As reported in the Chronicle of Higher Education last week, an Oxford graduate student in economics is soon to publish a paper arguing that the “optimal” term of copyright protection is just 14 years. This is vastly shorter than the current term of protection in the US, where the term is life of the author plus 70 years, or in nearly any other nation of the world. Although his conclusion may be too radical to be practical, Rufus Pollok’s calculations add some weight, if any was needed, to the argument that copyright protection has moved very far from its original goal of providing an incentive to authors to create and now nearly exclusively serves the economic interests of large commercial distributors.
Pollock bases some of his calculations on the argument that a shorter term becomes more desirable as technology makes reproduction and distribution easier. Nevertheless, it is interesting to note that the optimal term he arrives at – 14 years – was precisely the term provided by the first English copyright law, the 1709 Statute of Anne.
Even if the copyright term was vastly shorter than it now is, however, many of the arguments for open access to research and scholarship would remain just as strong. That there is great public benefit to wider access to cutting edge research, and great justice in providing taxpayers with no-toll access to the results of research for which they have already paid, are points that do not depend on the length of the copyright term. Even if the term were as short as Pollock proposes, more immediate public access would still be worthwhile pursuit; authors would still need to see that a right to open access deposit was included in their publication agreements and funders, especially government agencies, would still need to mandate such deposit whenever practical. But under our grossly over-extended term of protection, these needs are greatly amplified.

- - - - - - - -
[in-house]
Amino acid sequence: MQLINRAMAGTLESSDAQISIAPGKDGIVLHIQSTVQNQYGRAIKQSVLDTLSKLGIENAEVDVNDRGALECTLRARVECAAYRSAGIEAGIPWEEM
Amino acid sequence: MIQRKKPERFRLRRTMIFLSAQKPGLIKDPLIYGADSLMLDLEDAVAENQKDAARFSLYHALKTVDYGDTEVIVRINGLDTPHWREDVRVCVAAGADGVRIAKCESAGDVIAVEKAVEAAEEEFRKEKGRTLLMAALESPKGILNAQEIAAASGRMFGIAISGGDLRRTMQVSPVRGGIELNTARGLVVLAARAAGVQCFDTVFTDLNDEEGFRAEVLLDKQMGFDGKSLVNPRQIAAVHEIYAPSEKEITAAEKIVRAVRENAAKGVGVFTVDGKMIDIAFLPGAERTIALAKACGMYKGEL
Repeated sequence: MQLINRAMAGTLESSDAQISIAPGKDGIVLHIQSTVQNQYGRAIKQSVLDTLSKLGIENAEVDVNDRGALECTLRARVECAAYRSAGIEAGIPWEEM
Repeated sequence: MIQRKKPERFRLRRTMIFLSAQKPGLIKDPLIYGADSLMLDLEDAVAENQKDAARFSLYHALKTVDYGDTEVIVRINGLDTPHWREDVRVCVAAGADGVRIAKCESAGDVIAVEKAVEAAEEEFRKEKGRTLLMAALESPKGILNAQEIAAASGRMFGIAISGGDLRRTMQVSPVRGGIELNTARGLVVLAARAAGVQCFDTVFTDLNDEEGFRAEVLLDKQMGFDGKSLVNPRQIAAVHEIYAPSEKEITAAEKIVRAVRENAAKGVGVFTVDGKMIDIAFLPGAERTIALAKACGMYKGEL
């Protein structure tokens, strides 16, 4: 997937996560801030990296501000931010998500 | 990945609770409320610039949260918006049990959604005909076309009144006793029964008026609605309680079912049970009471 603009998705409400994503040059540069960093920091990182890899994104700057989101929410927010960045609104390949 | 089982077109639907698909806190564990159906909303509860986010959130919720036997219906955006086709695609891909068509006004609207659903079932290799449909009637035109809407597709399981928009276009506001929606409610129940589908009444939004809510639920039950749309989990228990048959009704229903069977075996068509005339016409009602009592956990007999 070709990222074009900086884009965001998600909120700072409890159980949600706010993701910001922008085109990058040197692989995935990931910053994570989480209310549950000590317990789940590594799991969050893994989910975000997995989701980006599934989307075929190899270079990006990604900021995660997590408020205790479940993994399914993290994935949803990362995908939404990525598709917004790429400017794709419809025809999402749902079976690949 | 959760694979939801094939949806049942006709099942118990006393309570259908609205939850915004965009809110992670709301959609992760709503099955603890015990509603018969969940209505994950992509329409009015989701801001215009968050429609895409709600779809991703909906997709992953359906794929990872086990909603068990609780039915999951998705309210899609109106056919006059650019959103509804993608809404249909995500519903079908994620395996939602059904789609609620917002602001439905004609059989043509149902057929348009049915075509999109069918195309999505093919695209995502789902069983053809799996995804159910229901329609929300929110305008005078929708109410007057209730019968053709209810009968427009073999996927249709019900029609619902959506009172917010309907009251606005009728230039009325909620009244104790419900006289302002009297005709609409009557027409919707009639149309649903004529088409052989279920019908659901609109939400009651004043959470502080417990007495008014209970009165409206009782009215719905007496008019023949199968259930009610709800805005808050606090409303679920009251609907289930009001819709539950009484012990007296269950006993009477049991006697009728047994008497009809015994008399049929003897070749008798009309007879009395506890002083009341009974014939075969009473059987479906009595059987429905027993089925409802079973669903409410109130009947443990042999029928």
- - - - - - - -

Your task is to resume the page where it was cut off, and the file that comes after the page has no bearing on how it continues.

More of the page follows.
Congress is now considering an appropriations bill that includes funding for the National Institute of Health and, for the first time, would mandate that research funded by the NIH be deposited in the PubMed Central database within six months of publication. This language has clear the appropriations committee and will be considered on the House floor this week. Publishers have objected that this mandate might undermine copyrights, but this argument hardly seems convincing, since most publication agreements already allow authors to offer their own published work on the web. Authors must continue to read such agreements with great attention to be sure they retain this right, and Congress should not let this spurious argument prevent them from seeing the basic justice that demands passage of the NIH appropriations bill as it has come from committee.
Added note — The American Library Association has posted this Action Alert to assist those who would like to encourage Congress to support the NIH mandate.